Julianne Hough On Big Hair, Boyfriend Jeans And Working With Diablo Cody

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We’ve long loved Diablo Cody for her whip-smart writing, on display in such films as Juno and Young Adult. So we were super excited to see that her directorial debut Paradise (out now), starring Julianne Hough, Russell Brand and Octavia Spencer (how’s that for a unique cast?!), is brimming with Cody’s irreverent spirit. In the film, Hough takes on her deepest acting role yet, playing Lamb, a young woman from a hardcore evangelical background who, after surviving a nearly fatal freak accident, flees her God-fearing town for the bright lights of Vegas. Havoc ensues in Sin City, of course, but not of the usual ham-fisted Hollywood variety. Lamb’s story is more nuanced and spiritual than you’d ever see in something like The Hangover—even Russell Brand, who plays a sleazy-yet-secretly-sweet bartender, tones down his usual schtick for the film. We talked to Hough about taking on the role of Lamb, and how fashion played a role in her character’s transformation.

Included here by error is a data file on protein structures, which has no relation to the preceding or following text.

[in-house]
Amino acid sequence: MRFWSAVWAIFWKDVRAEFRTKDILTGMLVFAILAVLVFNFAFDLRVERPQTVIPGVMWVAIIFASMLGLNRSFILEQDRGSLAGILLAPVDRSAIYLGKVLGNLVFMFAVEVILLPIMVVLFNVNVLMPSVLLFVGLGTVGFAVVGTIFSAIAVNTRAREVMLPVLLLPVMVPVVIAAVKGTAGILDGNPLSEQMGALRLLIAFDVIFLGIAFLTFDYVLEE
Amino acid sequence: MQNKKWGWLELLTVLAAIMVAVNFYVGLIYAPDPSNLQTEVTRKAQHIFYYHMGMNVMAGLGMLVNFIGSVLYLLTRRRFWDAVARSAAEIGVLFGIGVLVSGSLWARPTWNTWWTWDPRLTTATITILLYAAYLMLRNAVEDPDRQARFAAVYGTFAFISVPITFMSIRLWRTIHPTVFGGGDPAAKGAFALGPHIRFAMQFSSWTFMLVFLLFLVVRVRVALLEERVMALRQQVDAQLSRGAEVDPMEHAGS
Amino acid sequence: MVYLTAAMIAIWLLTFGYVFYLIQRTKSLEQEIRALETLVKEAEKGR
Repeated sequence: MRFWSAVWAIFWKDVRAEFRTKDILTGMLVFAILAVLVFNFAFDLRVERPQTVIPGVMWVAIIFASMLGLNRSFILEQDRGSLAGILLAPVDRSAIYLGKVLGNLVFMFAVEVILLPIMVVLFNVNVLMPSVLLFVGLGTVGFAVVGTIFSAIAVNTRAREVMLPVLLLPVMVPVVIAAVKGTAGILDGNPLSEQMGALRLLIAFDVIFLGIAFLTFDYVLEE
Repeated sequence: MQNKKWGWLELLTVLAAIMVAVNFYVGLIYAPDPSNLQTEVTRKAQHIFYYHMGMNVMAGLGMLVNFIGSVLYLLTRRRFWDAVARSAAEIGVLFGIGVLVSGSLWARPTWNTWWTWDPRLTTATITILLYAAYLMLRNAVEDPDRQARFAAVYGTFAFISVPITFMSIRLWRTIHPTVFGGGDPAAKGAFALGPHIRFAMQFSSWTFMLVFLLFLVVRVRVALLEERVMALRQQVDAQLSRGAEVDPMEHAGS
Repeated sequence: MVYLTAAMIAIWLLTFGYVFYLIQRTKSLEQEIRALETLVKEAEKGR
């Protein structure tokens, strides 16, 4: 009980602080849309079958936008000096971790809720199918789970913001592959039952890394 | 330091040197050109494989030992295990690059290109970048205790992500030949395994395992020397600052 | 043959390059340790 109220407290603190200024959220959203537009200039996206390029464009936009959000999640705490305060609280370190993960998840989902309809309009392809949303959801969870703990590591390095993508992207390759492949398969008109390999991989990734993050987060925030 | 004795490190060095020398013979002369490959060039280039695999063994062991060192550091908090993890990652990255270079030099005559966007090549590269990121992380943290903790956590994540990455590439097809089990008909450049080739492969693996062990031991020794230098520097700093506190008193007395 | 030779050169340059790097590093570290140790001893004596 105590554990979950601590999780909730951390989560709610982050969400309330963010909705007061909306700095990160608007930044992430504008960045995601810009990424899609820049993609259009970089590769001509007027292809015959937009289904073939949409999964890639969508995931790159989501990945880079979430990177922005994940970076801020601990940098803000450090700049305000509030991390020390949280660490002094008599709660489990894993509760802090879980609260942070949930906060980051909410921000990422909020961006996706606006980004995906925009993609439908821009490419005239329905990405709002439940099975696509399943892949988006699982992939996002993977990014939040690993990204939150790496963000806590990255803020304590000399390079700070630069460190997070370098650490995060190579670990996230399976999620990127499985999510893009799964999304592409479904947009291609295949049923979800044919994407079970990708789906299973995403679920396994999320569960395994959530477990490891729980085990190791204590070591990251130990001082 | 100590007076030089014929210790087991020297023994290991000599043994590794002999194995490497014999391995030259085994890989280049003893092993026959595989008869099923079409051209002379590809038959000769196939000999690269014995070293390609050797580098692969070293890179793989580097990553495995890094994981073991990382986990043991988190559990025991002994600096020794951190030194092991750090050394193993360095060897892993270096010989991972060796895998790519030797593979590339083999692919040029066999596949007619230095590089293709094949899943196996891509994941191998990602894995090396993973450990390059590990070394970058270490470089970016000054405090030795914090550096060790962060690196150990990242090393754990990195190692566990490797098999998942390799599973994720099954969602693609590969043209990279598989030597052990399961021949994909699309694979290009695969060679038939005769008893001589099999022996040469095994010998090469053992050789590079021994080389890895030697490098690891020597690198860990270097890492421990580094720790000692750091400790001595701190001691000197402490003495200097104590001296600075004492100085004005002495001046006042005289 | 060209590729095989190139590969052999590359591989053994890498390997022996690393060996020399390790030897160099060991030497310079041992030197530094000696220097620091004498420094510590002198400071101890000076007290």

Lucky: This character is a bit similar to the one you played in Rock of Ages. You’re cast as the innocent who leaves home and goes off on her own journey.

Hough: For some reason, I’m always doing these identity movies. I don’t know if it’s what agents think of me, if it’s like I need to find myself—but you know what, I do feel like it runs parallel with my life. There has been a lot of discovery of what I want to do and who I am. I’ve tried different career paths and they’re all a part of me, but I’m 25 now, and I’m on my own and I’m single and focused on my career.

What drew you to the role? Was it just the character of Lamb or Diablo Cody’s involvement too?

I know that there were so many actresses that wanted to do this movie, and I thanked her every day for putting her trust in me. Knowing that I was hired to do this as an actor and not as a dancer or a singer or performer was a huge deal. I had a lot of responsibility and I loved it. Diablo really is the woman’s voice of our generation, and she creates these unbelievably strong, complex female characters that women want to play. You get a chance to actually show this unbelievable journey.

Let’s talk a little about your character's transformation in terms of fashion. There are a lot of fashion references in the movie—at one point Lamb says, “My mom calls glitter Lucifer dust.”